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Officials Look For Solutions As Region Faces Another Round Of Landslides

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HARRISON TOWNSHIP (KDKA) -- On a curve of Saxonburg Road in Harrison Township, the side of the road above Little Bull Creek is sliding away to the creek. Guide rail posts hang from the steel of the guide rail almost completely exposed.

In four separate areas, the road is caving in.

PennDOT's Dean Poletti says it's the curse of this region.

"A lot of our roads are built on steep hillsides, so it can really occur in a lot of different areas," he said.

(Photo Credit: KDKA)

PennDOT is far from the only victim.

The railroad tracks behind Station Square got hit again, closing one of the two busy tracks at the base of Mt. Washington.

Western Pennsylvania slides number in the hundreds this winter. The most dramatic the slide took out a home at the base of Greenleaf Street.

Pittsburgh Mayor Bill Peduto says, "We can't stop them, but we can become a little smarter, identifying where those areas are and lessen the impact."

In many cases, its runoff from rain and melting snow that seeps down to the red clay below the surface and creates a slip-n-slide effect for the topsoil and trees above to ride to where gravity will take them.

PennDOT's Poletti says, "Its difficult to prevent them from occurring, but if you get the water away from locations, to get the soil to stay dry, that's the way to prevent it."

Closing roads, for sometimes years, while the eroded area is redesigned, reinforced and rebuilt can be a terrible inconvenience to drivers. But loosing a home to a slide is nothing short of heartbreaking, and insurance doesn't cover the loss.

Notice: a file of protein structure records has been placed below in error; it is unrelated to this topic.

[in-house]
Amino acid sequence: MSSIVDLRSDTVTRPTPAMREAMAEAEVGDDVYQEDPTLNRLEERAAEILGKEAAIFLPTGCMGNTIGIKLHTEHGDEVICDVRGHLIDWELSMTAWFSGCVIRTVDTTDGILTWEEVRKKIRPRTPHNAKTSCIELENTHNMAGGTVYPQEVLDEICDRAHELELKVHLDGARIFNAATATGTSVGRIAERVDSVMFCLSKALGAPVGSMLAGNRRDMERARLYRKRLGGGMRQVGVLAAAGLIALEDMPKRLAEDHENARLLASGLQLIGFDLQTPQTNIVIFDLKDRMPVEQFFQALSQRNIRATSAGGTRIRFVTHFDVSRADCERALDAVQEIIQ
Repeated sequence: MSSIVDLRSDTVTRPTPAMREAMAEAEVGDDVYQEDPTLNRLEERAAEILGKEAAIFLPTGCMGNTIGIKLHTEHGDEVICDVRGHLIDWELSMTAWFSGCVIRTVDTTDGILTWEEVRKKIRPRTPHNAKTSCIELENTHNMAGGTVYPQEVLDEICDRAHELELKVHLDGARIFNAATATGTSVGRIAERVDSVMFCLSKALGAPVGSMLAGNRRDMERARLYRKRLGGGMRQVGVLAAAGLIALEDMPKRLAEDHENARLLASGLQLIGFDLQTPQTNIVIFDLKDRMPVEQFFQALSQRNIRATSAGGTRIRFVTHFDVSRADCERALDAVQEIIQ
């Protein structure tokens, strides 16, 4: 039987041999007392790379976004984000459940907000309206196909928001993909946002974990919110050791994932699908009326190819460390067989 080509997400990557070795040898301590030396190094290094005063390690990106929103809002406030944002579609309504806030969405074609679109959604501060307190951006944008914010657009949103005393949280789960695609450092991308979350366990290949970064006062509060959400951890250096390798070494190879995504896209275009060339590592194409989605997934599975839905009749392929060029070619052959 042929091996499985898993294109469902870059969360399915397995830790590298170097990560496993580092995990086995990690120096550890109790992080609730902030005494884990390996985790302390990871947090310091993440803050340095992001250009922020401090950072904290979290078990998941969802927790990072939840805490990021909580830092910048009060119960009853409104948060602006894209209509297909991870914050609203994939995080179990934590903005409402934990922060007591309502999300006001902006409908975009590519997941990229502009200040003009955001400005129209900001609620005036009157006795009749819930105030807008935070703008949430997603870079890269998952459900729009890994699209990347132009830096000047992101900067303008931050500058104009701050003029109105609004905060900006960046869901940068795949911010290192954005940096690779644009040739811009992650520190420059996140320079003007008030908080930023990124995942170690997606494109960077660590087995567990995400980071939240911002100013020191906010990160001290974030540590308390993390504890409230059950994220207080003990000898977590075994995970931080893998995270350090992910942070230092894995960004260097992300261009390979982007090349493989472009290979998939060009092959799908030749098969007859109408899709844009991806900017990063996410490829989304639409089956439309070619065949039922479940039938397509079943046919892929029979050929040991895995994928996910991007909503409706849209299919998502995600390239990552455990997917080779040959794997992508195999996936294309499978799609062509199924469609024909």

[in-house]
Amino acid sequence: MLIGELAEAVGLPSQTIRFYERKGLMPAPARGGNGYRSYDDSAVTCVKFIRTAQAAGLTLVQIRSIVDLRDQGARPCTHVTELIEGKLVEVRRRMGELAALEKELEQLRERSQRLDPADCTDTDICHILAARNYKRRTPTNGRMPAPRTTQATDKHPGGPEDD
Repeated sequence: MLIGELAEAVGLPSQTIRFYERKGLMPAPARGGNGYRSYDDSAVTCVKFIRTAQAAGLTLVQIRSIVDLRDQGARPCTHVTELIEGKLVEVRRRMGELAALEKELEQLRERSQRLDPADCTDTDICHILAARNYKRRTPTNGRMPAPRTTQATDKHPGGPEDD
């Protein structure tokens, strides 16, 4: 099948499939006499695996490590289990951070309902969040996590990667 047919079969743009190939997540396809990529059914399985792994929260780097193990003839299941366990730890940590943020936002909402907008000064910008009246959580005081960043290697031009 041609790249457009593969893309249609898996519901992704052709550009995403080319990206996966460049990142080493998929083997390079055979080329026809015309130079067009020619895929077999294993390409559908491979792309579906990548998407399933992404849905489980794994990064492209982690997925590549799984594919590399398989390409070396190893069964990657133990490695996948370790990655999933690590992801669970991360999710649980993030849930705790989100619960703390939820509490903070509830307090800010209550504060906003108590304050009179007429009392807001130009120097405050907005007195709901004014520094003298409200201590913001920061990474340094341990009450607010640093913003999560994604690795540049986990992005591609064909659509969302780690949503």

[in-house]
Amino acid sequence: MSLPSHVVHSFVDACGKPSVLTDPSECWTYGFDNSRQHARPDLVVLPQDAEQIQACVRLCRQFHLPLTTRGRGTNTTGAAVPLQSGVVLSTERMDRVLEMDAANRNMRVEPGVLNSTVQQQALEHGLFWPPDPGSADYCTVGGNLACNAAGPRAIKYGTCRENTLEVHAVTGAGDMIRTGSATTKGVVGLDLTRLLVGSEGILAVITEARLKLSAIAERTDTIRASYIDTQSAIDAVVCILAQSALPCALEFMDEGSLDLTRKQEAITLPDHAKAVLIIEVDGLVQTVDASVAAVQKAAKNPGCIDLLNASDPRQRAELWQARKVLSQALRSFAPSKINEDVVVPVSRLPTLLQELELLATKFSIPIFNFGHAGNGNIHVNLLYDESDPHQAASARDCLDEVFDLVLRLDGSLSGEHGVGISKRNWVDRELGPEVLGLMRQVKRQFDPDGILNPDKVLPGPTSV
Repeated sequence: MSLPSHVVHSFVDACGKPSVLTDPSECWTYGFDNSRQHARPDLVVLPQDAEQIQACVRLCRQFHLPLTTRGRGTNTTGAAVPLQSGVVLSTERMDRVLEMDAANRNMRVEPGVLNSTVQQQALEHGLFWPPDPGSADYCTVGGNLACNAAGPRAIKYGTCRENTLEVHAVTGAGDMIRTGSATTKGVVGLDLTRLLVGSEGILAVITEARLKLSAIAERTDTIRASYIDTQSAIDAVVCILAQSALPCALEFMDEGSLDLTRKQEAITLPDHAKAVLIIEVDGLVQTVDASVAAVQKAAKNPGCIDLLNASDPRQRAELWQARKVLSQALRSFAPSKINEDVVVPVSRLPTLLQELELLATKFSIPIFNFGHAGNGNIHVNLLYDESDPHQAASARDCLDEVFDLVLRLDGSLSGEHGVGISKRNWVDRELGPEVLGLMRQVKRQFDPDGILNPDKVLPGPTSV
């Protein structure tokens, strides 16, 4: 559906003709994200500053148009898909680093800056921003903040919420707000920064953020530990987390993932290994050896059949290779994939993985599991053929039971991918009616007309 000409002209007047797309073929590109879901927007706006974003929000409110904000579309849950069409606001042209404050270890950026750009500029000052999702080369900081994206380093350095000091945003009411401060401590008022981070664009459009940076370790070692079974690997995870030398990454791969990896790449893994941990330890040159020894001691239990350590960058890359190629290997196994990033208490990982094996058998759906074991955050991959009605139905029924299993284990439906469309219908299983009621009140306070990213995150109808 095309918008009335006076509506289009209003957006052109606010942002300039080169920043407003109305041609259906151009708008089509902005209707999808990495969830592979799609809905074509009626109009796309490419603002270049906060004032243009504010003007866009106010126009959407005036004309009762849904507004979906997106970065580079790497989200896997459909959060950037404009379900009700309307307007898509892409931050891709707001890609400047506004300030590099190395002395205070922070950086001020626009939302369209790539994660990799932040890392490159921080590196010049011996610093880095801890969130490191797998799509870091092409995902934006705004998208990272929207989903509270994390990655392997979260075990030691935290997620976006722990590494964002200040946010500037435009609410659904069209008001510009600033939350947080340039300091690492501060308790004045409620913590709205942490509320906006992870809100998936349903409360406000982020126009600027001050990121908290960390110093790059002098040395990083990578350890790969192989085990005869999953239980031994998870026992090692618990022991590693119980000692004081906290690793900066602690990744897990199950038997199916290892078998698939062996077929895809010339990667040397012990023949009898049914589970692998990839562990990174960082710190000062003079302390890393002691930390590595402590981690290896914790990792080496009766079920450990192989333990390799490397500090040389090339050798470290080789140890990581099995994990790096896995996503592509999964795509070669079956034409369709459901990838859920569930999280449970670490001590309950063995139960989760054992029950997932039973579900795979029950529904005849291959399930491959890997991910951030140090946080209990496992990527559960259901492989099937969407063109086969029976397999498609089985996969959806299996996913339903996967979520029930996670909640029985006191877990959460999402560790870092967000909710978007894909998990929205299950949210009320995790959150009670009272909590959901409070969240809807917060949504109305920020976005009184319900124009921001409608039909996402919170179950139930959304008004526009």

Mayor Peduto is empathetic. He says, "We can look to purchase properties, turn them into greenways, offer people temporary housing and settle lawsuits when we know it's the fault of the city."

No matter where the slide occurs, they are frustrating because they are so unpredictable, and those who see the losses would like to stop them from happening in the first place.

Kilbuck Township Manager Harry Dilmore says, "If there was a way to predict where they would happen, that would be terrific, but that's not the case. I wish we knew ahead of time, maybe we could do something, but no, most of it is reaction."

While the rain may clear in a day or so, the threat will remain. As the water makes its way into the subsurface and a slide could occur anywhere and at anytime.

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